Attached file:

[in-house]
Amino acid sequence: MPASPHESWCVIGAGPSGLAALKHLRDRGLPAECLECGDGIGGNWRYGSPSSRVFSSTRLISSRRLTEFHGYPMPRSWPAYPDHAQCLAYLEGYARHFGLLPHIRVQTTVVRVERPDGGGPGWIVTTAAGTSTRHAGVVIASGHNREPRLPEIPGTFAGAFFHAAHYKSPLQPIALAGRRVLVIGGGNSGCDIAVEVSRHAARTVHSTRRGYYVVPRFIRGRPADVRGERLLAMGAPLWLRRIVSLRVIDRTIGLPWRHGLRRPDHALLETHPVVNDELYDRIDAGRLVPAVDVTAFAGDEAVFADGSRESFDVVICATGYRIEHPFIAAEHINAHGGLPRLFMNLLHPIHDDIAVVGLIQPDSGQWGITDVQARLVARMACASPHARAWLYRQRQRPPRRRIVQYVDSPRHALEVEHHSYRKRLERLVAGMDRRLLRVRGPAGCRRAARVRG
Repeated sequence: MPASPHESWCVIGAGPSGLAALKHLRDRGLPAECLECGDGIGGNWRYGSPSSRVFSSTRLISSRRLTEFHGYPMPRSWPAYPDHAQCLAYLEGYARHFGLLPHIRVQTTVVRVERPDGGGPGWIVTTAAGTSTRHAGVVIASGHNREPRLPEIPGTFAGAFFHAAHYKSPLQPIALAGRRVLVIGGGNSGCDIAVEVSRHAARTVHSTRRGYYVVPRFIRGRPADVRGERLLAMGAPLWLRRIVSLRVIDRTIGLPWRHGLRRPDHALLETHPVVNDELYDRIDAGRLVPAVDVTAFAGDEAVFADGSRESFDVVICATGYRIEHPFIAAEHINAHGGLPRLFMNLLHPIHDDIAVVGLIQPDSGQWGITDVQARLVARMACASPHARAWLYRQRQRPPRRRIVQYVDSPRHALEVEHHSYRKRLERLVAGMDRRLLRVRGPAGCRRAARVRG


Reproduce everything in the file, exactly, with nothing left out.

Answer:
[in-house]
Amino acid sequence: MPASPHESWCVIGAGPSGLAALKHLRDRGLPAECLECGDGIGGNWRYGSPSSRVFSSTRLISSRRLTEFHGYPMPRSWPAYPDHAQCLAYLEGYARHFGLLPHIRVQTTVVRVERPDGGGPGWIVTTAAGTSTRHAGVVIASGHNREPRLPEIPGTFAGAFFHAAHYKSPLQPIALAGRRVLVIGGGNSGCDIAVEVSRHAARTVHSTRRGYYVVPRFIRGRPADVRGERLLAMGAPLWLRRIVSLRVIDRTIGLPWRHGLRRPDHALLETHPVVNDELYDRIDAGRLVPAVDVTAFAGDEAVFADGSRESFDVVICATGYRIEHPFIAAEHINAHGGLPRLFMNLLHPIHDDIAVVGLIQPDSGQWGITDVQARLVARMACASPHARAWLYRQRQRPPRRRIVQYVDSPRHALEVEHHSYRKRLERLVAGMDRRLLRVRGPAGCRRAARVRG
Repeated sequence: MPASPHESWCVIGAGPSGLAALKHLRDRGLPAECLECGDGIGGNWRYGSPSSRVFSSTRLISSRRLTEFHGYPMPRSWPAYPDHAQCLAYLEGYARHFGLLPHIRVQTTVVRVERPDGGGPGWIVTTAAGTSTRHAGVVIASGHNREPRLPEIPGTFAGAFFHAAHYKSPLQPIALAGRRVLVIGGGNSGCDIAVEVSRHAARTVHSTRRGYYVVPRFIRGRPADVRGERLLAMGAPLWLRRIVSLRVIDRTIGLPWRHGLRRPDHALLETHPVVNDELYDRIDAGRLVPAVDVTAFAGDEAVFADGSRESFDVVICATGYRIEHPFIAAEHINAHGGLPRLFMNLLHPIHDDIAVVGLIQPDSGQWGITDVQARLVARMACASPHARAWLYRQRQRPPRRRIVQYVDSPRHALEVEHHSYRKRLERLVAGMDRRLLRVRGPAGCRRAARVRG